No motorcycle taxi drivers will lose jobs in extended pilot run: LTFRB
The Land Transportation Franchising and Regulatory Board (LTFRB) on Monday clarified that no motorcycle bikers in ride-hailing services will lose their jobs amid implemented limitations under an extended pilot run operations.
In a television interview over ANC, LTFRB Technical Division Chief Joel Bolano said they are conducting studies on the operations of motorcycle taxi services in the country.
"This is just a study, just to be clear to everybody, that the motorcycle taxi is not yet considered as public utility vehicle," explained Bolano.
The inter-agency Technical Working Group (TWG) last Friday announced the extension of pilot operations for motorcycle taxis such as Angkas, JoyRide, and Move It. The decision received backlash from Angkas as the TWG imposed to decrease their bikers from 27,000 to 10,000.
Bolano said the cap in the number of riders allowed for the pilot operations will not affect the motorcycle bikers.
"Just to clarify, the Technical Working Group's decision on this cap (will not displace) 17,000 workers. In fact, we added additional 12,000 riders including Cebu. The increase in riders is for additional providers to make sure we are addressing monopoly," he said.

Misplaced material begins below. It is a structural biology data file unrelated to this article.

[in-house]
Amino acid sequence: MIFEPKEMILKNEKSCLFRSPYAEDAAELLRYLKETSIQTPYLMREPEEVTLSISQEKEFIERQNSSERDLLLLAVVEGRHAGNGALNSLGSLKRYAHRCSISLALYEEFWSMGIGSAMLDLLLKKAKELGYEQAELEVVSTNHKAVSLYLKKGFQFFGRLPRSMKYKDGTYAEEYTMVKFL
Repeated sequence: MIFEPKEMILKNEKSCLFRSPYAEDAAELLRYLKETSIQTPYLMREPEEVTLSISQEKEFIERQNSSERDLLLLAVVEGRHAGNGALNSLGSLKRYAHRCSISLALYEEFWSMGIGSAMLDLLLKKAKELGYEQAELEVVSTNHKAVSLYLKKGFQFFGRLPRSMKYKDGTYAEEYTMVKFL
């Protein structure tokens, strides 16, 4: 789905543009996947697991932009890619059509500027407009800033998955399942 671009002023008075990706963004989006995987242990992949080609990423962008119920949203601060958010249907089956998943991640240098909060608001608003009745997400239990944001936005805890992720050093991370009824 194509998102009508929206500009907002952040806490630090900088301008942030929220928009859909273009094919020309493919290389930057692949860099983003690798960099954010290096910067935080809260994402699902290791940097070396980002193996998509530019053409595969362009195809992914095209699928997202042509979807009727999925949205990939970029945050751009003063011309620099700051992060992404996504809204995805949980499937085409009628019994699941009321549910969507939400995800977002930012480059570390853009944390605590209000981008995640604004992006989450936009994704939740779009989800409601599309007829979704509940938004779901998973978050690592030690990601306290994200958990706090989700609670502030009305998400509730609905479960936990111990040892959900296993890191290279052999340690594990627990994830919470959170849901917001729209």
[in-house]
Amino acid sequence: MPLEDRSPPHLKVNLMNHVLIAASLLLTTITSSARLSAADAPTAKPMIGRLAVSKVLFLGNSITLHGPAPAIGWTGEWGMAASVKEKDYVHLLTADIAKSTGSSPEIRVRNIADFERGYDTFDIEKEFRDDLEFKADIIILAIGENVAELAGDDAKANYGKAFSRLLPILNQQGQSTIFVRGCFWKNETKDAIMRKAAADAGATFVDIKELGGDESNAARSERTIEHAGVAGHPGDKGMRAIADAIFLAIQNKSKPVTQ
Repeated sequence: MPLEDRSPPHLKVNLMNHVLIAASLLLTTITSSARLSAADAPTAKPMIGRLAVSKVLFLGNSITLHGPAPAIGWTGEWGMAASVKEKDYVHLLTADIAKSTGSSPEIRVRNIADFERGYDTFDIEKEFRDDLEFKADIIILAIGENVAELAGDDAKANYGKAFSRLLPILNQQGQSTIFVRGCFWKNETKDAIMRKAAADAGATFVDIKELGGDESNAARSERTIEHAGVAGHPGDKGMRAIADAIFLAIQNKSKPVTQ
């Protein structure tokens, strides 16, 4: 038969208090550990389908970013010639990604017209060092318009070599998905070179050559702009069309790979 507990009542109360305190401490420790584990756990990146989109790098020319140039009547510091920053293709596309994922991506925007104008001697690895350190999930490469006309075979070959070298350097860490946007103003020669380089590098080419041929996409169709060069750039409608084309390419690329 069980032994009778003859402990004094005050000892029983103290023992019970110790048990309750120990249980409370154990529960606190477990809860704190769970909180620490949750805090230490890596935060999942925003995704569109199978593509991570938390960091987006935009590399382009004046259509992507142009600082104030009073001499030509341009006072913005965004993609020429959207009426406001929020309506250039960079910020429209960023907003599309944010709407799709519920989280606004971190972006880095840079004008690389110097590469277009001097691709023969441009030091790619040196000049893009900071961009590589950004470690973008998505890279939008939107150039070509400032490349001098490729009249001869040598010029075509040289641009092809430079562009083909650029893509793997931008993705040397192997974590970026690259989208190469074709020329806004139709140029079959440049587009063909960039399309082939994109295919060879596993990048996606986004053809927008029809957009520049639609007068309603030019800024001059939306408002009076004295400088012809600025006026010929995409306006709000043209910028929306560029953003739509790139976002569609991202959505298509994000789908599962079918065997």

In a separate statement, LTFRB Board Member Antonio Gardiola added that under the allotted 39,000 cap on registered bikers, 10,000 bikers per Transport Network Company (TNC) will be allowed to operate in Metro Manila. In Cebu, there will be 3,000 for each of the three TNC will operate.
Gardiola urged Angkas to stop "deceiving" its bikers and the public.
"You are over reacting because your riders, who now have an option to choose from among two additional providers for the interest of a fair and objective study, will decrease," he said.
"Please stop deceiving your riders and their families. You are only after your business. Always put in mind that this is still a study," he added.
Angkas slammed the LTFRB for immediately approving the application of JoyRide and MoveIt to enter the pilot run.
"This is not a monopoly as we welcome competition. But not at the expense of the safety of the riding public, " said Angkas Chief Transport Advocate George Royeca.
"It took us two years to get the pilot. It took us three years to get extended of the pilot. It took (the other two motorcycle ride hailing companies) how many months? One month. Less than one month to get approval to be part of the pilot run," added Angkas head of operations David Medrana. Cristina Eloisa Baclig/DMS